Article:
Vertical Spreads

Discussion in 'Options' started by jb514, Apr 29, 2011.

  1. jb514

    jb514

    Can vertical spreads be used during low volatility? More simply, what kind of spread benefits from low premiums?
     
  2. Post a real example so that we can see what sort of vertical spread you have in mind.
     
  3. jb514

    jb514

    So I'm trying to find the difference between Bull call spreads and Bull put spreads (and Bear spreads) in relation to Implied Volatility.


    PCLN May
    Long 540 call $30.40
    Short 545 call $26.50
    vs
    Long 540 put $21.60
    Short 545 put $23.50

    With the call spread, your profit comes from the long option being exercised. Contrarily, with the put spread, your profit comes from you short position expiring worthless.

    Does this tell us that spreads can be used for both buying and selling? Wouldn't that make it possible to make money when options are under priced as well as over priced?
     
  4. If options are priced fairly, there's no difference in the P&L of equivalent spreads. To see this, graph a position where you you buy the bull spread and buy the equivalent bear spread. The result will be a horizontal line near zero (any small distance away from zero will be from associated carry cost). If options are mispriced, floor brokers will get them long before you even see them.

    When closing long options, if time premium remains, better to sell than to exercise. If long option trades below parity, can be better to exercise. If broker provides free assignment and exercise, may be better to exercise. Best answer is compare the slippage and commissions and go the cheapest route.

    If bullish, put spread better than equivalent call spread since if right, options will expire and no closing costs (B/A spread and commissions). Opposite is true for call spreads (sell to open if bearish).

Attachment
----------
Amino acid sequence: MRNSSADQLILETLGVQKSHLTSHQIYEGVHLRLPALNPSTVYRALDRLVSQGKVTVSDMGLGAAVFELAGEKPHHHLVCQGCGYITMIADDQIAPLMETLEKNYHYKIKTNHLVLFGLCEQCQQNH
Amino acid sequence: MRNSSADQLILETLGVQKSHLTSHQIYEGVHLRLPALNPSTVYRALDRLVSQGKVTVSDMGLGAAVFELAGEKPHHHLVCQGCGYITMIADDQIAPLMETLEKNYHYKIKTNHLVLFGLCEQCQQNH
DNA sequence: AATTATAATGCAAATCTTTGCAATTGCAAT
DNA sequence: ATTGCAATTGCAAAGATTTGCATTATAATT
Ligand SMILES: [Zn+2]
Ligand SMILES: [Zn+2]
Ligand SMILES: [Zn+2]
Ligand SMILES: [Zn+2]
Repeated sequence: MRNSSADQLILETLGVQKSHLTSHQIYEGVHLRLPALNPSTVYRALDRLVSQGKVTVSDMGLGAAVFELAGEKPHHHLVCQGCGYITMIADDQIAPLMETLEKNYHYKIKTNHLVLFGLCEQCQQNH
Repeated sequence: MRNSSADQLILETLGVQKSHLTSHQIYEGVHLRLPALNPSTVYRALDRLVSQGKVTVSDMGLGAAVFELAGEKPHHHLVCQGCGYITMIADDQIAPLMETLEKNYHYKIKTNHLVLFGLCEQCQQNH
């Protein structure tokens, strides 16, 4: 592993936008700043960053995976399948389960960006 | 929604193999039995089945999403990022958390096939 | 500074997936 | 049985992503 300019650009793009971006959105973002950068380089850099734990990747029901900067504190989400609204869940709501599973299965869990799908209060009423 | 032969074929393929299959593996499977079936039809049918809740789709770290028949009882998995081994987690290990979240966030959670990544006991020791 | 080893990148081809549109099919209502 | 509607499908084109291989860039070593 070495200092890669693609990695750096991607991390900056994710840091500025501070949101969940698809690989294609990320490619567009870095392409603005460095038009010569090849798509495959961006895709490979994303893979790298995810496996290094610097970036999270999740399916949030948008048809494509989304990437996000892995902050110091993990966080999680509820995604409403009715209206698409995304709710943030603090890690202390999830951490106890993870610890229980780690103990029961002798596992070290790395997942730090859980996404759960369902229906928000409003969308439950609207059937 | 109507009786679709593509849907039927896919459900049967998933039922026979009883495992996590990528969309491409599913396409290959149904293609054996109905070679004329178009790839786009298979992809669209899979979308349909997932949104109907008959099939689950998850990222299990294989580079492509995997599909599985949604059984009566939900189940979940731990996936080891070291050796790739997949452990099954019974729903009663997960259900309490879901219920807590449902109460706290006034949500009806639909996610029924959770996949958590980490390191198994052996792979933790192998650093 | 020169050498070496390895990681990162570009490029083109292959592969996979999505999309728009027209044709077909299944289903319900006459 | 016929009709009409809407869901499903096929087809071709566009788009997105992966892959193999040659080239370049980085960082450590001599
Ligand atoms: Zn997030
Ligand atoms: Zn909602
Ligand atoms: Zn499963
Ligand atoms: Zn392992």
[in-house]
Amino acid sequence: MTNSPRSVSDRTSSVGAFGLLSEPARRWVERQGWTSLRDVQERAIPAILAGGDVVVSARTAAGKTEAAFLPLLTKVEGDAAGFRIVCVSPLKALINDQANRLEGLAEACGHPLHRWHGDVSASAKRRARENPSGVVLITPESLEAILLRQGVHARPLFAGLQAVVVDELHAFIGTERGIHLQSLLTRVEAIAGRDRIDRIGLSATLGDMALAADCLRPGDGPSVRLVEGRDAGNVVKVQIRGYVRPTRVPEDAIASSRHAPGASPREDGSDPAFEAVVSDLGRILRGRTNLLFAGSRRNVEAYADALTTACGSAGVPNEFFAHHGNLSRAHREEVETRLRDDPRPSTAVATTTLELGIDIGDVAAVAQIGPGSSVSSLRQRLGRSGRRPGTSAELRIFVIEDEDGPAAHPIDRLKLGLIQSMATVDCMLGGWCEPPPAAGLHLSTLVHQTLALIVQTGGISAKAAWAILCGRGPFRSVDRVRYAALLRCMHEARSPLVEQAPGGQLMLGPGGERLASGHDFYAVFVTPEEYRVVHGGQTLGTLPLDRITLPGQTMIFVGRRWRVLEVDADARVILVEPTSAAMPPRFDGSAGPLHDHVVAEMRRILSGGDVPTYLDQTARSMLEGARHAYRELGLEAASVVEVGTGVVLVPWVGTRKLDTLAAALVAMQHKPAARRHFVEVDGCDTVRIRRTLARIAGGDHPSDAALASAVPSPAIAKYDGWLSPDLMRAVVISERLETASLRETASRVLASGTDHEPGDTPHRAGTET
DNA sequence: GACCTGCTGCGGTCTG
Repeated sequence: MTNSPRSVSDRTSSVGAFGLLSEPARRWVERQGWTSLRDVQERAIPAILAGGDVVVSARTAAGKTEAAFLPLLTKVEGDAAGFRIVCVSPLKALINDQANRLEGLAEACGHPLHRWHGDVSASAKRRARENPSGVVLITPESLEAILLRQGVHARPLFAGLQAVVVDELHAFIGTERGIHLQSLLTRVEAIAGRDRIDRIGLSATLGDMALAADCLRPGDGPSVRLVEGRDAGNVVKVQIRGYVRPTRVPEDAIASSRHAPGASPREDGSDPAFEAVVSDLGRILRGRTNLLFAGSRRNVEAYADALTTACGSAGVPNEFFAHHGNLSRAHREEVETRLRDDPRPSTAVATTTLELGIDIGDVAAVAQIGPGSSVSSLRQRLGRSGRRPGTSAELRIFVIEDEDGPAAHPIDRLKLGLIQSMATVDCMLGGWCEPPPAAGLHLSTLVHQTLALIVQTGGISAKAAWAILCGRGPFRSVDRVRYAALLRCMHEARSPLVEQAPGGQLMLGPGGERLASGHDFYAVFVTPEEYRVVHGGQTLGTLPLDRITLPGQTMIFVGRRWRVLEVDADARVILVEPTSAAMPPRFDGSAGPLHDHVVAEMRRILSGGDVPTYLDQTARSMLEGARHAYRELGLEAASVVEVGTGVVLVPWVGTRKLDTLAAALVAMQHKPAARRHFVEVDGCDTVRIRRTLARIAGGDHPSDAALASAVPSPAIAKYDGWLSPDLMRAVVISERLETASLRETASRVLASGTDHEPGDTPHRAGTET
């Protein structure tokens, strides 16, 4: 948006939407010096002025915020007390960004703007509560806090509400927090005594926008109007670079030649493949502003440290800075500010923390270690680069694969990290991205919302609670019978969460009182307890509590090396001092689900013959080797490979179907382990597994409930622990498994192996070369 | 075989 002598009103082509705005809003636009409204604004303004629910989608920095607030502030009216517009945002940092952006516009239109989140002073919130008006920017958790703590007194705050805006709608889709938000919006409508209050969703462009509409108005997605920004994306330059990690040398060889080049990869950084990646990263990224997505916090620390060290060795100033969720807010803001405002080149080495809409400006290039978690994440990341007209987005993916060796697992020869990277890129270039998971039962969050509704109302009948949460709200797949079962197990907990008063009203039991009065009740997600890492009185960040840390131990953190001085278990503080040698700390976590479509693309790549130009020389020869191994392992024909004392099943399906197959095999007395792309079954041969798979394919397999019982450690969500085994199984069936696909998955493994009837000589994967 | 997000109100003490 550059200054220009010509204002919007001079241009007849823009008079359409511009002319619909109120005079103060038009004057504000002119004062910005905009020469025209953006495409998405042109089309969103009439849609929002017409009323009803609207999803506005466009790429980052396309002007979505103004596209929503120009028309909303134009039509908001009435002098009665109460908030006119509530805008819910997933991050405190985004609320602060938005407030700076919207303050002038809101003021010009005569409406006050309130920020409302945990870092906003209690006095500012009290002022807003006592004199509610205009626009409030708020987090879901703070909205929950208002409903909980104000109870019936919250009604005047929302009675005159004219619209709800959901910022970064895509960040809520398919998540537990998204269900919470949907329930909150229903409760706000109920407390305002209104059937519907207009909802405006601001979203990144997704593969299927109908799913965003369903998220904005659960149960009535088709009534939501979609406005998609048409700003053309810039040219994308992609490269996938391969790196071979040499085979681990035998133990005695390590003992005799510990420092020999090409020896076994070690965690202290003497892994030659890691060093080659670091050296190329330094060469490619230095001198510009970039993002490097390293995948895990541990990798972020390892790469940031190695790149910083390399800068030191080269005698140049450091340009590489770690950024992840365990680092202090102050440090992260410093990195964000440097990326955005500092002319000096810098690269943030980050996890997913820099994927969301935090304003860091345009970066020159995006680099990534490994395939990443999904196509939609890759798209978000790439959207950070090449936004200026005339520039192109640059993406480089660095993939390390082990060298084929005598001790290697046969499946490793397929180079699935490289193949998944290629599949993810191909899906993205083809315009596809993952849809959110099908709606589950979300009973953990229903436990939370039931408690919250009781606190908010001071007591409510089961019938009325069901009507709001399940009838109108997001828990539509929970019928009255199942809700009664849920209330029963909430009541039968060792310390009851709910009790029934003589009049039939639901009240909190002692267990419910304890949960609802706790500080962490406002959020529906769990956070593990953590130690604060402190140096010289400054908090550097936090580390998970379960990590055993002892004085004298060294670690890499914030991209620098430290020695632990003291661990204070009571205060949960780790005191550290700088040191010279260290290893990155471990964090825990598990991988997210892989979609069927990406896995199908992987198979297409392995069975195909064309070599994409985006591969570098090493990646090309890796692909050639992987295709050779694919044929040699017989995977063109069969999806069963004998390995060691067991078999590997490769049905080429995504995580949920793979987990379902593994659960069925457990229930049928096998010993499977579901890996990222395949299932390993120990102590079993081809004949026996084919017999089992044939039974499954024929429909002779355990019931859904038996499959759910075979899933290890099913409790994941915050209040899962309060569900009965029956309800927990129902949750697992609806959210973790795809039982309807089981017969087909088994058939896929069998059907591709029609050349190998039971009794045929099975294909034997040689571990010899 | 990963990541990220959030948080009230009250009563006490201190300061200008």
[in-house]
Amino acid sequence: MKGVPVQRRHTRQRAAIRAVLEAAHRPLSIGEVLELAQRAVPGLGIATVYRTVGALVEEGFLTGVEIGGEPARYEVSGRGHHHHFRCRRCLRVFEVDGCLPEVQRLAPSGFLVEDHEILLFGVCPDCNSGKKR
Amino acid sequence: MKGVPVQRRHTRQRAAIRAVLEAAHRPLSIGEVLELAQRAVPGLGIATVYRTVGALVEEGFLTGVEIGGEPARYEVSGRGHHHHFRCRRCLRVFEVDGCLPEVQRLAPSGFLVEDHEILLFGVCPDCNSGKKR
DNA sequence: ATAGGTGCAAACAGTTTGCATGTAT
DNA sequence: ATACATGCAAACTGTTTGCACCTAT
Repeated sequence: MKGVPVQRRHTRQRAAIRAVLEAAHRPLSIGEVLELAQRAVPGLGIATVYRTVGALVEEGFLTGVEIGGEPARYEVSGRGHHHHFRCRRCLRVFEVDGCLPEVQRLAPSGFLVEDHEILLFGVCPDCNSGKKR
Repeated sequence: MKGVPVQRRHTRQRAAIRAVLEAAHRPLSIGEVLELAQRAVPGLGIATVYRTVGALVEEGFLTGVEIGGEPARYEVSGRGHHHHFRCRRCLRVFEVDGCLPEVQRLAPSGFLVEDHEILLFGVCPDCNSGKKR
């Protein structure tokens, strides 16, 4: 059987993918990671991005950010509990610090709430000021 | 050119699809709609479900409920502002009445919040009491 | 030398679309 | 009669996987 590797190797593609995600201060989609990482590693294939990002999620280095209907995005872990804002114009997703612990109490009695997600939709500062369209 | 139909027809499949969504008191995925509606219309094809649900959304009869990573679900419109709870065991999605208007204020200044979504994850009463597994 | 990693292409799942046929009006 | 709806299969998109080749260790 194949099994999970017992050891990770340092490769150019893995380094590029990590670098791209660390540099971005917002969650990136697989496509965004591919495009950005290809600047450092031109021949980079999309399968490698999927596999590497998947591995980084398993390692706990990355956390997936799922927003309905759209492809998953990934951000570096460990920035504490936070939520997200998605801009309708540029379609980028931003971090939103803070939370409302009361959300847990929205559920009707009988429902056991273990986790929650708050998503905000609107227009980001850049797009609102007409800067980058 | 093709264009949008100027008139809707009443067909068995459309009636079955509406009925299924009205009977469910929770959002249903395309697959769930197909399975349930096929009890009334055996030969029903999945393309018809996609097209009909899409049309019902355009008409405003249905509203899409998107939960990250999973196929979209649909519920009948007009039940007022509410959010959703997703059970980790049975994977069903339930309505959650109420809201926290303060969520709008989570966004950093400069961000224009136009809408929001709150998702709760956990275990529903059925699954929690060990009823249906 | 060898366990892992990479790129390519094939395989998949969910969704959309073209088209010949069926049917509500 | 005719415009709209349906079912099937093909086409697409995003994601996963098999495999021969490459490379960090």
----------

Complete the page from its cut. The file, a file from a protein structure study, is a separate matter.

5. 1) In a "low" volatility environment, the volatility skew will be "flatter".
    2) You'll pay "less" for one option with respect to another option at an adjacent strike price.
    3) Option premiums are neither underpriced nor overpriced in the market. :cool:
     
  6. MTE

    MTE

    At the same pair of strikes prices the two spreads are identical in all respects. The relationship that holds them together is called a Box spread and this relationship is rarely out of line, and even if it gets out of line it is arbed instantly by the market makers and institutional traders so you don't have a chance here. However, generally, it is easier to get a slightly better fill on an OTM spread than on an ITM spread. So you should aim for the OTM one, but it is wise to always check the counterpart to see if you can get a better fill there.

    OTM long spreads and ITM short spreads are long volatility.

    ITM long spreads and OTM short spreads are short volatility.
     
  7. jb514

    jb514

    What do you mean by this?


    So if the goal is to be selling when volatility is overpriced and buying when it is over priced, can't we use debit spreads, as in Bull call spreads, to buy, and credit spreads, bull put spreads, to sell?

    So if you think premiums are overpriced, you should set up a bull put spread. But what if a bull call spread gives you a better risk profile? Does that mean that you should be buying?
     
  8. MTE

    MTE

    You are missing the point, a bull call spread and a bull put spread at the same pair of strike prices are synthetically equivalent, i.e. they are identical in all aspects. So it doesn't matter whether you trade one or the other, your position and sensitivity to changes in price, implied volatility and other variables would be exactly the same.

    Only when the two spreads have different strikes prices do they start to differ.
     
  9. jb514

    jb514

    I know, they are identical in all aspects, but how come one will give you a better risk profile than the other sometimes? Shouldn't they always be the same if they are identical in every way?

    I think something can be deduced from their differences.

    edit:
    With the example I posted earlier
    PCLN May
    Long 540 call $30.40
    Short 545 call $26.50
    vs
    Long 540 put $21.60
    Short 545 put $23.50

    If you were to trade both using one contract each, you would get the following numbers.

    The Bull Call Spread would have a max profit of $110, and a max loss of $390.
    The Bull Put Spread would have a max profit of $190, and a max loss of $310.

    So, we can easily conclude that the bull put spread is the better of the two trades. Doesn't that tell us that is is better to be collecting premium than buying for this underlying?
     
  10. Closing quotes are useless for these calculations.
     
    #10     Apr 30, 2011